Is ‘disruption’ no longer a virtue for start-ups? Newcomer Ryl Co argues an ‘additive’ approach is better for building businesses
“For years, emerging brands have been primed for disruption, shaking things up, and stealing market share from legacy, conglomerate companies; we decided the era of ‘disruption’ focused strategy is over, and our goal at The Ryl Company is to pioneer an ‘additive revolution,’” Blodin Ukella, company founder of The Ryl Company and a former executive at the plant-based protein shake brand OWYN, told FoodNavigator-USA.
He explained in launching The Ryl Company this month, his goal is to add “wellness-oriented propositions to higher use case beverage occasions, which offers the modern, health-conscious consumer a better-for-you alternative to drink in [the] tea set, while in parallel offering our partners (retailers and distributors) an incremental consumer that may not currently be shopping tea as much as they are with other health-conscious categories, such as water, clean protein, clean energy, etc.”
The Ryl Company plans to execute this ambitious goal beginning with the launch of four ready-to-drink teas sweetened with monk fruit and stevia leaf extract that offer a zero sugar, zero calorie and artificial ingredient free alternative to the many sweetened RTD teas currently on the market.
In addition, Ukella said Ryl Tea offers added functional benefits by consistently delivering 200mg of tea polyphenols in each can thanks to “proprietary polyphenol technology” that is “a hybrid-process/formula tool” and “a thorough, internal qualification process that helps ensure our finished products meet the customer expectations every time.”
‘Consistency around functional benefits is critical’
Together these attributes give consumers something that Ukella says is not currently available on the market – an “uncompromisingly delicious” beverage that tastes indulgent but which consistently delivers a set amount of polyphenols, including 100mg from catechins, that he says “act as an oxidative stress reducing agent.”
Ukella acknowledges that other teas – both ready-to-drink and those brewed at home – can deliver real polyphenol benefits, but they do not do so both consistently and conveniently.
“Prior to launching the brand, the team did a fair amount of research to understand what the ‘polyphenol ecosystem,’ as we put it, looks like. The unfortunate news? We couldn’t find consistency,” Ukella said. “We aren’t here to say that you won’t get polyphenols when you drink something else, we are here to say that we can’t confidently tell you how much, not just in general, but even at the item level.”
He added that “consistency around functional benefits is critical in ensuring that the customer can feel confident in what they sold. That’s why we stand out in the competitive terrain, we work hard to ensure that what you are getting.”
By bringing together “daily wellness via our proprietary polyphenol technology, without compromising taste and flavor,” Ukella said “Ryl offers a proposition that aligns with their product attribute need points, thus bringing in an incremental and additive consumer for the tea category.”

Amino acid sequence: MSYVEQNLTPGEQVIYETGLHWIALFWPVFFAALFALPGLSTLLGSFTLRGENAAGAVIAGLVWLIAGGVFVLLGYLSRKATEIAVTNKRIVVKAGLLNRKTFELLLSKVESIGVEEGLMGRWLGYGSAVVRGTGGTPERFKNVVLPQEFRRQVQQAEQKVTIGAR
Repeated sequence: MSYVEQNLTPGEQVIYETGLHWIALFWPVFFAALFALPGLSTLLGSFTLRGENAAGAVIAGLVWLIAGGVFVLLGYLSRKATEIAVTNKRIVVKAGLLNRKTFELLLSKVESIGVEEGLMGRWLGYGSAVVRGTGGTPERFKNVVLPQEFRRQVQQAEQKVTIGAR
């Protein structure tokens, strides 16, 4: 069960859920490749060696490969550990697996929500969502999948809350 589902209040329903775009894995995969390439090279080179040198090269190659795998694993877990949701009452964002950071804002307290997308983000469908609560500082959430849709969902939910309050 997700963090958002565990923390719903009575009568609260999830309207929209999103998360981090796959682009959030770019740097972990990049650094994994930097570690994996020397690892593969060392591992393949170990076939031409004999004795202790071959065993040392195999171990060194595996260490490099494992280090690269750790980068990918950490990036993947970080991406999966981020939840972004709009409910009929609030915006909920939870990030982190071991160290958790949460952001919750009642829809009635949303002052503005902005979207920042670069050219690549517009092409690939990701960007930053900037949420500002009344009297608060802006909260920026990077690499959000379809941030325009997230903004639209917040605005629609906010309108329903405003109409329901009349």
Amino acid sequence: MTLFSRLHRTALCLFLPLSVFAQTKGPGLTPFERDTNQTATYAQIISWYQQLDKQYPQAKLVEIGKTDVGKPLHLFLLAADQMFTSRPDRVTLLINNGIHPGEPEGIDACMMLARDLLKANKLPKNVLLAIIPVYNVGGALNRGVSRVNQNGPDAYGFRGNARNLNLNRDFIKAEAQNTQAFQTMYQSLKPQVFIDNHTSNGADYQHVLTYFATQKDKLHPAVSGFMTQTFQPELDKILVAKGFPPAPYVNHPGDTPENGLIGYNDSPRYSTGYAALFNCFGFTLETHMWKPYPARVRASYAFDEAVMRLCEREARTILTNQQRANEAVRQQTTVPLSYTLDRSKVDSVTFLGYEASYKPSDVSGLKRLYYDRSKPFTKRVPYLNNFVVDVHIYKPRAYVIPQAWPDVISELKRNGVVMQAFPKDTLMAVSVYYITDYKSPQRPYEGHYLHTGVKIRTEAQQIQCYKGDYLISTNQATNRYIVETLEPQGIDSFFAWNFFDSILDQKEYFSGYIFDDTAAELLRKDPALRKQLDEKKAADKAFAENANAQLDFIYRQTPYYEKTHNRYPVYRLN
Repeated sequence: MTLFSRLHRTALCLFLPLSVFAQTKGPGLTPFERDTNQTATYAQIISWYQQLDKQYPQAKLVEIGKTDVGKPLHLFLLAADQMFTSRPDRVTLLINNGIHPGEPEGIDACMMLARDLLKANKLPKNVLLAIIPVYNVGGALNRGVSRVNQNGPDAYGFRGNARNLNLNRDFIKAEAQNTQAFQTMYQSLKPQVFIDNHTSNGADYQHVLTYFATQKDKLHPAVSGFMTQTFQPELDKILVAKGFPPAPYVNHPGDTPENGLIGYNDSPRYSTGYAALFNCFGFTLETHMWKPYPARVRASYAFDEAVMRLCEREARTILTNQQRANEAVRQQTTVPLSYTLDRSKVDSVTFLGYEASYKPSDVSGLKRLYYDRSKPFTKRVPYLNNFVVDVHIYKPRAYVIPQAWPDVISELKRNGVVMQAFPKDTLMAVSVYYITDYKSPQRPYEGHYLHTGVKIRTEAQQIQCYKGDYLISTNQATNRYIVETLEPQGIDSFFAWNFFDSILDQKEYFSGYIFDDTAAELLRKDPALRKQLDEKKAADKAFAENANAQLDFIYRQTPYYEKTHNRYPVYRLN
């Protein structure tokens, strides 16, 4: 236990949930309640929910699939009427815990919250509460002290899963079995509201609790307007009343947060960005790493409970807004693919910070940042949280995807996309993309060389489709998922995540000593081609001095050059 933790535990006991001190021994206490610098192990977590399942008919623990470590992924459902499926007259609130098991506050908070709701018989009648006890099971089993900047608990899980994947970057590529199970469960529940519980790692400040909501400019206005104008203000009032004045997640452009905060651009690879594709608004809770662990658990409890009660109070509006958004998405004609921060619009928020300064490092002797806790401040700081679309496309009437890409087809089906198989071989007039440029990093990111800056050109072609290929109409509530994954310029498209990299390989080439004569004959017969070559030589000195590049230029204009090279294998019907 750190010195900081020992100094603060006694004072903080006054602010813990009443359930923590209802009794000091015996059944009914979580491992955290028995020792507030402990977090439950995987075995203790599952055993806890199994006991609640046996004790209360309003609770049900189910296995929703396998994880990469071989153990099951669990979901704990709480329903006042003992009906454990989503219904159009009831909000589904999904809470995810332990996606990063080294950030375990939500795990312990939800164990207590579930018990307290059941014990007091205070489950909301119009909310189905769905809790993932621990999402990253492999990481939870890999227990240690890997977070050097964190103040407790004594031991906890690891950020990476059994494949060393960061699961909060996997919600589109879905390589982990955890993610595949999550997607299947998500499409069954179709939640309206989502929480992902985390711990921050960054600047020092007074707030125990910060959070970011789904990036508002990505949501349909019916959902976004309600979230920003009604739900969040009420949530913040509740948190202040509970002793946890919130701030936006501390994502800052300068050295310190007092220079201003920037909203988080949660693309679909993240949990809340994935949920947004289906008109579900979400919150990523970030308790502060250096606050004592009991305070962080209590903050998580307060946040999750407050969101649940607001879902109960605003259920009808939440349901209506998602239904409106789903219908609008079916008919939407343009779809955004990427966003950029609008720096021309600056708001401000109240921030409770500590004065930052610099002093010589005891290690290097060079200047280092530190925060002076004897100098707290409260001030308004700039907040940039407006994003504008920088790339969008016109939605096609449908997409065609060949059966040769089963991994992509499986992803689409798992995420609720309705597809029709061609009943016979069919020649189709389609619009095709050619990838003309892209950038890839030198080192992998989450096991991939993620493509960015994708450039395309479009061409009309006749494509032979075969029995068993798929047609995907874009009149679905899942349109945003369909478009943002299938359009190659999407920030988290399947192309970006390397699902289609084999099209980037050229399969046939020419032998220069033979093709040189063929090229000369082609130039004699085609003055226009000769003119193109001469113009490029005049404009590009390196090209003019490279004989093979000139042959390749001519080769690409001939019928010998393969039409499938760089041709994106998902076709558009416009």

An evolving competitive landscape
The Ryl Company’s proposition may “hit the nail on the head” in terms of the wants of emerging consumers, or “the grounded-go-getter” as Ukella describes them, but they are not the only new brand to offer such a proposition.
Late last year, one of the founders of HONEST Tea, which was later sold to and is now being phased out by The Coca-Cola Co., launched a line of “just sweet enough organic bottled teas” under the brand ‘Just Ice Tea.’
The new brand, launched by Seth Goldman and Chef Spike Mendelsohn through their company Eat the Change, promises to “bear a resemblance to Honest Tea,” and will use a “tad” of organic sugar as well as agave and honey for a touch of sweetness.
And, like Ryl Tea, it uses only recognizable and minimal ingredients.
Ukella acknowledged that Ryl Tea is “rightfully competitive compared to a slew of emerging tea brands on the market that feel like similar iced teas of the past with different labels,” but he added, “we aspire to build household penetration beyond that legacy consumer.”
To do this, Ukella said, The Ryl Company will leverage $6.7m in capital it raised from strategic investors to support broad distribution out of the gate in the Northeast at major stores, including Wegmans, Wakefern, and select Whole Foods Market New York stores as early as this month, followed by a nationwide roll-out with Sprouts Farmers Market in March.
'The Ryl Company' is not just 'Ryl Tea' for a reason
While the business’ near-term focus will be “providing a valuable addition to the tea category … in a unique and fun way” that will help retailers and distributors grow with it, Ukella says he does have “a few tricks up our sleeve.”
He explained: “It’s ‘The Ryl Company,’ not just ‘Ryl Tea’ for a reason, and we plan to challenge the way people think about different beverage occasions while consistently delivering the four pillars of our brand to our consumers: real flavor, real functional wellness, real clean ingredients and real sustainable packaging.”